Introduction

Corsair has created a good reputation for their branded PSUs, and today they are among the most popular choices for gamers and enthusiasts. The first PSU from Corsair to find its way into our new testing lab is the RM1000, an 80 Plus Gold Certified unit with a rated output of 1000W at 40°C ambient. Given the rated power output and retail price of $169.99 after rebate, the RM1000 is understandably targeted at advanced users and gamers, and very few PCs require so much power. The target audience can be quite demanding, however, and a simple 80 Plus Gold certification is not enough to entice such users, so let's see what else Corsair has up their sleeves.

The RM series PSUs are optimized for silence and there are currently six models, ranging from 450W to 1000W. That makes the RM1000 the most powerful model of the series but it also is significantly different from the less powerful models as well. In fact, it's almost entirely different. The 750W and the 850W models come from a different ODM, as they are based off of Chicony Electronics designs, while Channel Well Technologies (CWT) supplies the other four models. As such, the RM1000 and the RM450/RM550/RM650 are all based on a CWT design, yet the RM1000 we're looking at is based on a different platform than that of the lower wattage models.

Corsair has had many CWT derived designs in the past and most of them were very popular among advanced users. However, times have changed and there is stiff competition in the market right now, especially in this particular segment, as every single manufacturer apparently wants a high performance 1000W model as their halo product, and the market has been virtually flooded with such PSUs. Not surprisingly, it's no longer possible to compete at the top of the market by simply offering a "high performance" PSU. Let's have a thorough look at the RM1000 and see what it can offer to consumers and where it falls short.

Packaging and bundle

We received the Corsair RM1000 inside a large, interestingly designed cardboard box. Most of the box is grey with yellow colored accents, the series' trademark. The front and sides of the box are relatively tidy, with badges and summarized descriptions of the most important features. The rear of the box offers a wealth of information regarding the performance of the power supply, summarized in charts and a table rather than tons of marketing text.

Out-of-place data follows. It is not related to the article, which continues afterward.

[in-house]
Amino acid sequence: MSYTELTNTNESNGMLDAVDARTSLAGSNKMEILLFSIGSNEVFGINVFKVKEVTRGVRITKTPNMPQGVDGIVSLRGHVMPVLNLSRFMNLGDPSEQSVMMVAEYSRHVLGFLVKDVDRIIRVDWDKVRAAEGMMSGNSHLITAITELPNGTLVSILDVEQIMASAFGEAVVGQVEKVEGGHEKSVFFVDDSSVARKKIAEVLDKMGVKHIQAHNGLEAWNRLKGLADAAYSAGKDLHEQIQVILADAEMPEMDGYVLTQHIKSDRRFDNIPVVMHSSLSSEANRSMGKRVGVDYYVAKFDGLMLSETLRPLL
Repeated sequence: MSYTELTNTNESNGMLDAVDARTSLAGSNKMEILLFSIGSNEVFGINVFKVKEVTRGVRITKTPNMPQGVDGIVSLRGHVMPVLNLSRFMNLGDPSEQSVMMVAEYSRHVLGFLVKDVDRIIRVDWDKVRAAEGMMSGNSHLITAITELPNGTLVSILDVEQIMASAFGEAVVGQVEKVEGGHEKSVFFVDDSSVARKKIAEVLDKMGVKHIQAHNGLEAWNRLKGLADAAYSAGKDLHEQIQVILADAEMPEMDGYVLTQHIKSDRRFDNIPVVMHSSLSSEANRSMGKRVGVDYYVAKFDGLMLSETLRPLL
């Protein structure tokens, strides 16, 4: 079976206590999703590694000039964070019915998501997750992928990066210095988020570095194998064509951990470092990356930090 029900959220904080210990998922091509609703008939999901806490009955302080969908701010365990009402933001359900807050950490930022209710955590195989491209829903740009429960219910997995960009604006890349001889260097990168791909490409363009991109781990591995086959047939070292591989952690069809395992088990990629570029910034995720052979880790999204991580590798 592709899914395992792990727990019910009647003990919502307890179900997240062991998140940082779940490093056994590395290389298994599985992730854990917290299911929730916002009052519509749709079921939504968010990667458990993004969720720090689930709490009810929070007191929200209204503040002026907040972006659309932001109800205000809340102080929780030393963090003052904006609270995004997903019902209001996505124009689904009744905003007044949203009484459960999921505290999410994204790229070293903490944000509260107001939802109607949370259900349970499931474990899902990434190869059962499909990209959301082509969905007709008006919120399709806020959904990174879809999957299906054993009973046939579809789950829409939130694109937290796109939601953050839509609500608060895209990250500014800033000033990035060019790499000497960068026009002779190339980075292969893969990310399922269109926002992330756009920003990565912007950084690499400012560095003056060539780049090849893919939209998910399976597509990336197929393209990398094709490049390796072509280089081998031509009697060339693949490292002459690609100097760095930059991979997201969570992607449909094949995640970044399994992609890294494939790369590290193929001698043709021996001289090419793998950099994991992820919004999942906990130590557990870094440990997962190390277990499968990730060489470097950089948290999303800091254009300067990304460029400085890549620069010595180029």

The Corsair RM1000 bundle is adequate, but it could have been better for a unit of this class. Alongside the power cord, manual and screws, Corsair also supplies a few cable ties, a case badge with the company's logo, a Corsair Link interface cable, and an advertising leaflet.

As this is a high output, fully modular unit, numerous cables are supplied alongside the PSU. All of the cables, including the ATX connector, are black ribbon cables without sleeving. Some will say they look significantly better than sleeved color-coded wires and require less space, though that's a matter of personal preference. while it looks like Corsair chose not to include a bag for the extra cables, the body of the unit itself comes wrapped inside a pouch for protection during shipping, and this pouch can be used to store the cables later on.

The Corsair RM1000 PSU
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  • tynopik - Thursday, April 24, 2014 - link

    where's the cart with cable lengths and connector spacings? Reply
  • poohbear - Thursday, April 24, 2014 - link

    so, in 2014, what kind of system actually needs 1k wts? CPUs and Graphics cards are as power efficient as ever, so what are people doing with these 1k psus? My GTX 670s in SLI pull 300wts together under load, the newer graphics cards are even more power efficient, so what gives? Reply